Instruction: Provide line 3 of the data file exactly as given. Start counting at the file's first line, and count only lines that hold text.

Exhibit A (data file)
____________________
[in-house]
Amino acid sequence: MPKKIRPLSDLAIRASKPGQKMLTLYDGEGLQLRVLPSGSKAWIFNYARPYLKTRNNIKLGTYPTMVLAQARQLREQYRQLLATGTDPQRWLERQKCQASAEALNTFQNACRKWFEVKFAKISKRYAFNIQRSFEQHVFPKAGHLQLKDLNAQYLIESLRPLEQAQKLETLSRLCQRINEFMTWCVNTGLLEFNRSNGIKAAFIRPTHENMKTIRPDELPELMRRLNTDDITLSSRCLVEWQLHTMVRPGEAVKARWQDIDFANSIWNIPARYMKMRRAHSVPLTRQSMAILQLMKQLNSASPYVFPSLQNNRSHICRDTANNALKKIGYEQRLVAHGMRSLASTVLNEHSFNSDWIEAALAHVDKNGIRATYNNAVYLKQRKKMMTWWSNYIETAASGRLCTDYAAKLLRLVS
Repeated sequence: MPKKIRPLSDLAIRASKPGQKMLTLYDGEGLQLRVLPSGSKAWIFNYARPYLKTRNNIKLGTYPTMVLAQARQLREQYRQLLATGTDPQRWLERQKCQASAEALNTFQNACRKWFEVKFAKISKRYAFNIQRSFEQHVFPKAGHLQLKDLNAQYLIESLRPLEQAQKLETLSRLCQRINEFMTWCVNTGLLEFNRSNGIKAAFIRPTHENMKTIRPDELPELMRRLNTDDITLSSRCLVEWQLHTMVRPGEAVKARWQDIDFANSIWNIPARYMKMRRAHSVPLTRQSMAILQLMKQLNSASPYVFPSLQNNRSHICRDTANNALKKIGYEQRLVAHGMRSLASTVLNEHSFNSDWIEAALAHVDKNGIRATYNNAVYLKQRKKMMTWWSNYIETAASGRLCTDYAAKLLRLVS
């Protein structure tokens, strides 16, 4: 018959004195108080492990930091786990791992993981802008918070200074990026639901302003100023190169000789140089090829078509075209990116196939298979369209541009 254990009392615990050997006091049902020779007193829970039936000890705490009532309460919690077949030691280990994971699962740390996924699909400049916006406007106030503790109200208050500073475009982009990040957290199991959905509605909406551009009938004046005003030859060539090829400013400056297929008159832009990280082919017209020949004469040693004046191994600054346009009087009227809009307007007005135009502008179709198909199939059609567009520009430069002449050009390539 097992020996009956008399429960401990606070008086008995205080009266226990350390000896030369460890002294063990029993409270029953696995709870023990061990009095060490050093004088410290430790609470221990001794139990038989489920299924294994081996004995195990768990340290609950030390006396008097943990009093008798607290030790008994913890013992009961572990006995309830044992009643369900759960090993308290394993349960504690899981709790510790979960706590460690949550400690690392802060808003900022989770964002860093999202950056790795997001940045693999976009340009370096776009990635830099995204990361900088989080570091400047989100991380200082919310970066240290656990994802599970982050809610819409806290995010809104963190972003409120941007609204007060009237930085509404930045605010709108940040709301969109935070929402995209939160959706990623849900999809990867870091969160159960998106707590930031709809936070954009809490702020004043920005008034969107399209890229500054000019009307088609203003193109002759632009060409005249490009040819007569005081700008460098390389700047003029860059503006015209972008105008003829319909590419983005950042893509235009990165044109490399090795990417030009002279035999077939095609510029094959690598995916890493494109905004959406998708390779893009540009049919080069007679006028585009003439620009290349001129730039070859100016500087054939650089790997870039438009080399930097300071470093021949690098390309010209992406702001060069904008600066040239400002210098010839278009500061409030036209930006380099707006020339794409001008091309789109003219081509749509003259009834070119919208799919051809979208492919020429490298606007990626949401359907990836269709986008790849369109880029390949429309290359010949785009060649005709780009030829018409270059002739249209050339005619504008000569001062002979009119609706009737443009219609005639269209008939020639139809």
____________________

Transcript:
Repeated sequence: MPKKIRPLSDLAIRASKPGQKMLTLYDGEGLQLRVLPSGSKAWIFNYARPYLKTRNNIKLGTYPTMVLAQARQLREQYRQLLATGTDPQRWLERQKCQASAEALNTFQNACRKWFEVKFAKISKRYAFNIQRSFEQHVFPKAGHLQLKDLNAQYLIESLRPLEQAQKLETLSRLCQRINEFMTWCVNTGLLEFNRSNGIKAAFIRPTHENMKTIRPDELPELMRRLNTDDITLSSRCLVEWQLHTMVRPGEAVKARWQDIDFANSIWNIPARYMKMRRAHSVPLTRQSMAILQLMKQLNSASPYVFPSLQNNRSHICRDTANNALKKIGYEQRLVAHGMRSLASTVLNEHSFNSDWIEAALAHVDKNGIRATYNNAVYLKQRKKMMTWWSNYIETAASGRLCTDYAAKLLRLVS